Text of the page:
Millennial Car Shoppers Gravitate To Ford, Chevrolet, Toyota

According to population projections from the U.S. Census Bureau, millennials are on the cusp of surpassing baby boomers as the nation's largest living adult generation.

To put it bluntly, boomers are dying off, and from an automaker's perspective, the oldest of the generation are nearing the end of their vehicle-buying days. 

In contrast, millennials are entering their prime car-buying years, which were offset by The Great Recession in 2008-2009. They're past their college years, earning good salaries and considering moves outside of urban areas. 

If you're an automotive marketer and still think of millennials as teens who only use ride-sharing services, a Placed white paper may change your mind.

Fifty percent of millennials are married, the majority are college educated, one in six makes over $60,000 annually, and they account for one in five dealership visits.

Furthermore, one in three millennial dealership visits is a shopping visit. 

Placed found that across all dealership visits, Ford, Chevrolet, and Toyota top the list for millennial dealership visitation.

The landscape changes when visitation is broken out by visit intent.  Kia is the only brand on the top three list for both auto shopping visits and the more focused subset of test drive visits.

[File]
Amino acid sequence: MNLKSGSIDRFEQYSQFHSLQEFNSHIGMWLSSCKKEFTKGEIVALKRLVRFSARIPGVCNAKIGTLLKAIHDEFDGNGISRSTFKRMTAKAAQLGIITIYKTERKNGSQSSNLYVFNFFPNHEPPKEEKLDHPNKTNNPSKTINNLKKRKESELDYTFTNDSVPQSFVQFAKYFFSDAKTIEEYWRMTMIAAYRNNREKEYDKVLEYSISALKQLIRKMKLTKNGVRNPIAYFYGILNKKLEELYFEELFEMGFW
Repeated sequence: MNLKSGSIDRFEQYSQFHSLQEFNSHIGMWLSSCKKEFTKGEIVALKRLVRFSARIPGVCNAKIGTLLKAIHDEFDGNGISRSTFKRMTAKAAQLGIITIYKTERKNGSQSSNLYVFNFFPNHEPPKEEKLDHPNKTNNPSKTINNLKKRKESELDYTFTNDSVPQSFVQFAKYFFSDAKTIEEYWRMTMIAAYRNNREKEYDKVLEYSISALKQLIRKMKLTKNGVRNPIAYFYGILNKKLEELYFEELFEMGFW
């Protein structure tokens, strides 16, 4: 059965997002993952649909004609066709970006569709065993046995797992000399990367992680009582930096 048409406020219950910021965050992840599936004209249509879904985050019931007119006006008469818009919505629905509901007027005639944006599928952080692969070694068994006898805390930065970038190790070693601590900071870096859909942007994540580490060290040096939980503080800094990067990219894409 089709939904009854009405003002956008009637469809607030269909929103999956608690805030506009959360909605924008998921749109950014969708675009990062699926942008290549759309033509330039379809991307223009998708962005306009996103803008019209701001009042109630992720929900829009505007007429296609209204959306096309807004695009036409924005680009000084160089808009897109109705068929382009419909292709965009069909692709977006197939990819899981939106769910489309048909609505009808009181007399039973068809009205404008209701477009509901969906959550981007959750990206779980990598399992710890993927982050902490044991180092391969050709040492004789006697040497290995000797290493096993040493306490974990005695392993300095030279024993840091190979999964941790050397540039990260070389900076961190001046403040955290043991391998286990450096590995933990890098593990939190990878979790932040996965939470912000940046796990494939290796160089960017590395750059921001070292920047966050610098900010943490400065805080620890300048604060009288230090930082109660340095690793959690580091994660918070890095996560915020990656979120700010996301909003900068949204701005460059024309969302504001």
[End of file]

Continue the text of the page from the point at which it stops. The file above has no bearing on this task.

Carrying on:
The brands with the highest shopping index are Kia, Honda and Nissan and the brands with the highest test drive index are Hyundai, Volkswagen and Kia. 

Although millennials are ready to buy cars, they also shop differently. But Placed theorizes that their behavior follows consistent patterns that can be used for optimizing automotive marketing programs and ad campaigns.

Finally, while initial industry research pointed to an unfavorable trade-off between car ownership and-ride sharing, newer studies indicate that ride-sharing is supplemental to car ownership -- and Placed visitation data validates this position. Uber is among the top 10 apps installed by millennials visiting dealerships. Millennial auto-shopping visits over-index for Lyft and Uber app installs. 

For this analysis, more than 20,000 surveys were used to create custom automotive shopping segments within Placed Insights. By comparing the behavior of confirmed automotive intent to the broader population, indexes were constructed to drive the analysis described in the study.

The bottom line is, while millennials are obviously quite different from baby boomers, the number buying vehicles is only going to continue to rise, so automakers need to consider what motivates their car shopping behavior. 

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